In a recent study, pathologic examination of tissue specimens from men who underwent transurethral resection of the prostate (TURP) for benign prostatic hyperplasia revealed that 1.4% of the patients had prostate cancer (PCa).
Given this low rate of incidental PCa detection, “the value of pathologic review of TURP specimens may be limited depending on the patient population,” researchers reported online ahead of print in Advances in Urology.
A team at Weill Medical College of Cornell University in New York analyzed pathologic findings of 771 men who underwent TURP from 2006 to 2011. Of these, 760 had benign pathology and 11 (1.4%) had PCa.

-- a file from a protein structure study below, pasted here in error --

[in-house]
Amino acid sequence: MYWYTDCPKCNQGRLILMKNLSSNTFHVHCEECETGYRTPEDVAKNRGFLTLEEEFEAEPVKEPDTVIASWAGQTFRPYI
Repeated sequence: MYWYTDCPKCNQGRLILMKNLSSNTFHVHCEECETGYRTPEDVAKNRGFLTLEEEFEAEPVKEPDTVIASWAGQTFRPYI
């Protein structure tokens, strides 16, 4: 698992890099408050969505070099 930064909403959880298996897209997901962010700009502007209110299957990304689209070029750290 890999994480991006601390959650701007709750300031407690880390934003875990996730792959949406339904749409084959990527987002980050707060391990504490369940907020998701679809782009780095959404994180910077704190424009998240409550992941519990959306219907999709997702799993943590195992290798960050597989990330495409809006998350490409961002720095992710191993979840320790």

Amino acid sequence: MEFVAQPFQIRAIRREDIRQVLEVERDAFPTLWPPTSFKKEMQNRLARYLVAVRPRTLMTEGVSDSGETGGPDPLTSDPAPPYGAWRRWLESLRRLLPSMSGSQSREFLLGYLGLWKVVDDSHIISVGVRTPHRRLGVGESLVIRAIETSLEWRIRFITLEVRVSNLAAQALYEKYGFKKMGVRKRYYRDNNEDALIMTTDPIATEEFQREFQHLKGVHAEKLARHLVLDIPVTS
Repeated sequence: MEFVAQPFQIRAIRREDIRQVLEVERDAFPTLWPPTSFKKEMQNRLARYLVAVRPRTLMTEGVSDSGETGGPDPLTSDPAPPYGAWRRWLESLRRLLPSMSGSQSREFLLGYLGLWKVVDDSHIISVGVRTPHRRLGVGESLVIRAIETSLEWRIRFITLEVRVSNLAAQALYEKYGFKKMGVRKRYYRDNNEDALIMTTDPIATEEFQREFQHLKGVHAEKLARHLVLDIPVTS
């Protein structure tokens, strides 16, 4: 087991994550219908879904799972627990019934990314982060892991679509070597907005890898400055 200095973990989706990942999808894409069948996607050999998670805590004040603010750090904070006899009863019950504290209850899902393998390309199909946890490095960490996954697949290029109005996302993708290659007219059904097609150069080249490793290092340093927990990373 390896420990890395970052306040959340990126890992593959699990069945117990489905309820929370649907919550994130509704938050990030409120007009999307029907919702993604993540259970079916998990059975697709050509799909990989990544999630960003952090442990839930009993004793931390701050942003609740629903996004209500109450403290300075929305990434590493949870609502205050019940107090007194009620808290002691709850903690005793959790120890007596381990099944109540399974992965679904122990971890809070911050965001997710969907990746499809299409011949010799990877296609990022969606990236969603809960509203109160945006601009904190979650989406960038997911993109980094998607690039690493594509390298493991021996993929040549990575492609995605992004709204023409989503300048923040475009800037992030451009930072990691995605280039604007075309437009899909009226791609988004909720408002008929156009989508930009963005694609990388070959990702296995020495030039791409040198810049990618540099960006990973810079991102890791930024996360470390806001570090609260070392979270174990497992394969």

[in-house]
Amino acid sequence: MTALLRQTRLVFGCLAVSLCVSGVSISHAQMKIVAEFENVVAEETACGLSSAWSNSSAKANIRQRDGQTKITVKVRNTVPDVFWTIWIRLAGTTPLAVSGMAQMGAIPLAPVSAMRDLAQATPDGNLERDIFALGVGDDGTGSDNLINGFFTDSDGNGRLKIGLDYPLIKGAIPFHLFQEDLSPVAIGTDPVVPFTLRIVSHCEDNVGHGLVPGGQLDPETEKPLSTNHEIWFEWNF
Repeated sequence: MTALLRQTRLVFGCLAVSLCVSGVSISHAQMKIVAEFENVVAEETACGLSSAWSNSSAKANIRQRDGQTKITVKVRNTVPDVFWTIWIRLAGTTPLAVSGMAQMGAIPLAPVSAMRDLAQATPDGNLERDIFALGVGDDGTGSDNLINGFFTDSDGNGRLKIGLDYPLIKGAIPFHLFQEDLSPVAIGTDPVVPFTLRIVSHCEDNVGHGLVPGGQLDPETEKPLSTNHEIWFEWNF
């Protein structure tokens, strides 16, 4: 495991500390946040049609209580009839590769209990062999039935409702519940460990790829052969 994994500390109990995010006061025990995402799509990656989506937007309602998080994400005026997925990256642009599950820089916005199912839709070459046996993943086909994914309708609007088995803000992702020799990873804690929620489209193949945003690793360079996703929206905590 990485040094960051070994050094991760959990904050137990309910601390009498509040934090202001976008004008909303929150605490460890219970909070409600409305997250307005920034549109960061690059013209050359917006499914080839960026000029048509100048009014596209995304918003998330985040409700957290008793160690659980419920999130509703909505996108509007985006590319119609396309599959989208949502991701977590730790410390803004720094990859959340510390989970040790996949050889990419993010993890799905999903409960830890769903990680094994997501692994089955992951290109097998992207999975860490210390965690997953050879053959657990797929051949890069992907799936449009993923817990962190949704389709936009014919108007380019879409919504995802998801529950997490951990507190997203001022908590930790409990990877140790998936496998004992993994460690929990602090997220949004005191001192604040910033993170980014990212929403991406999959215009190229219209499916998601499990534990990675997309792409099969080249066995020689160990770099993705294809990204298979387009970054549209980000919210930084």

The researchers, led by Bilal Chughtai, MD, noted that prior to the PSA era, up to 27% of PCa cases were detected incidentally at the time of TURP. Other studies in addition to the new one have looked at incidental PCa detection in the PSA era and found detection rates of 4.8% to 16.7% detection rate.
“Our detection rate of 1.4% may be lower than the other reported series,” the authors wrote. “One reason may be that since this is the most recent series, a higher proportion of patients may have undergone systematic biopsies as indicated prior to their TURP compared to earlier series which may have included less cores in their biopsy specimens.”
In addition, the small amount of tissue removed in their study may have potentially resulted in underdetection of PCa, they stated. The mean weight of tissue resected was 8.1 grams and the mean proportion of tissue submitted for analysis was 96%.